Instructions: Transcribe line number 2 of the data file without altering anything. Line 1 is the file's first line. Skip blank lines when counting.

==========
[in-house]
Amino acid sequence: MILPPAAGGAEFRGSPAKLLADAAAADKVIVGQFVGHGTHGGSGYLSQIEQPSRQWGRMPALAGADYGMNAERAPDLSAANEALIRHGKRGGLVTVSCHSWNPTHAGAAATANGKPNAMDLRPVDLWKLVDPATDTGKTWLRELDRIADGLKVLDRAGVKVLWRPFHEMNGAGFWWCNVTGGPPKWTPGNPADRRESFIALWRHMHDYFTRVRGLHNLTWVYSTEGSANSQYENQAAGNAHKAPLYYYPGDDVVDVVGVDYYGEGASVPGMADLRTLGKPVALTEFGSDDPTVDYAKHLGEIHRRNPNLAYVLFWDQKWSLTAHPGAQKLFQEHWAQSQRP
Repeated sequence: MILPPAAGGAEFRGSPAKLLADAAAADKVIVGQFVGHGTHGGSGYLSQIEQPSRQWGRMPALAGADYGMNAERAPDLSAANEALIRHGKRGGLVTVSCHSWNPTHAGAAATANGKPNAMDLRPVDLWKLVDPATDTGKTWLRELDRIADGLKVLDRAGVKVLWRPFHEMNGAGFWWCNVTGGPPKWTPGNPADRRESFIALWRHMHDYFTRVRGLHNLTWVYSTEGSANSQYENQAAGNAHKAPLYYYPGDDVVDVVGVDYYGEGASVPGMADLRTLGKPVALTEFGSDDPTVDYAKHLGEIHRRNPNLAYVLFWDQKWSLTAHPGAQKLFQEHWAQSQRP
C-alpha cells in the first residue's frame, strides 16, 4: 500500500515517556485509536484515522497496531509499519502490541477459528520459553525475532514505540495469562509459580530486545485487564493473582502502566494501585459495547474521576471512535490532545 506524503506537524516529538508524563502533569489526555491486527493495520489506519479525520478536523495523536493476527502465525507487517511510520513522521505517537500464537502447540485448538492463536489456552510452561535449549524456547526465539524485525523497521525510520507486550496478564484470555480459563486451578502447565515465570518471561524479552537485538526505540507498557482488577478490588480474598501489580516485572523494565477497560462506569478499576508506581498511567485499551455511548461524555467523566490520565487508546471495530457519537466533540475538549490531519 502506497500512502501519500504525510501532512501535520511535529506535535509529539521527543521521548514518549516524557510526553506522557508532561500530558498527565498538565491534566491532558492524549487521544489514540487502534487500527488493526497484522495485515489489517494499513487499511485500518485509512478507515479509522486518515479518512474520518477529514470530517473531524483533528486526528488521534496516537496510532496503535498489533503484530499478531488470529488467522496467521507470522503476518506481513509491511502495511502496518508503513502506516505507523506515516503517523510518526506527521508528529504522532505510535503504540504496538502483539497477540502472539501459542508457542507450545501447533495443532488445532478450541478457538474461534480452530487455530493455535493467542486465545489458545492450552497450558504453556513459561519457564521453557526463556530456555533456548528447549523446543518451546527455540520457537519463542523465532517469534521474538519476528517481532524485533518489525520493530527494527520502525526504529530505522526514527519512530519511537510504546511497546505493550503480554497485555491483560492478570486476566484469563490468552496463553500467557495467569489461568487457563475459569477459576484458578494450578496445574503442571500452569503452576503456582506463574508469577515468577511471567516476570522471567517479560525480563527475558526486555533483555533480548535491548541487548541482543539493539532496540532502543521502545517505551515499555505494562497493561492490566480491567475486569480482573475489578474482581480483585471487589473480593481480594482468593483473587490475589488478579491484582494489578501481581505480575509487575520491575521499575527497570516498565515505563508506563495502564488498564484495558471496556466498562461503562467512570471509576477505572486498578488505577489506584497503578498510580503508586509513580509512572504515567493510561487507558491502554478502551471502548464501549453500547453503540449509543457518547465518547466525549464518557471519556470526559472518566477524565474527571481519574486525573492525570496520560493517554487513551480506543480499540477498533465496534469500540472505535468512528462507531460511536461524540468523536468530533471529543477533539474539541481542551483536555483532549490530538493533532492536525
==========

Amino acid sequence: MILPPAAGGAEFRGSPAKLLADAAAADKVIVGQFVGHGTHGGSGYLSQIEQPSRQWGRMPALAGADYGMNAERAPDLSAANEALIRHGKRGGLVTVSCHSWNPTHAGAAATANGKPNAMDLRPVDLWKLVDPATDTGKTWLRELDRIADGLKVLDRAGVKVLWRPFHEMNGAGFWWCNVTGGPPKWTPGNPADRRESFIALWRHMHDYFTRVRGLHNLTWVYSTEGSANSQYENQAAGNAHKAPLYYYPGDDVVDVVGVDYYGEGASVPGMADLRTLGKPVALTEFGSDDPTVDYAKHLGEIHRRNPNLAYVLFWDQKWSLTAHPGAQKLFQEHWAQSQRP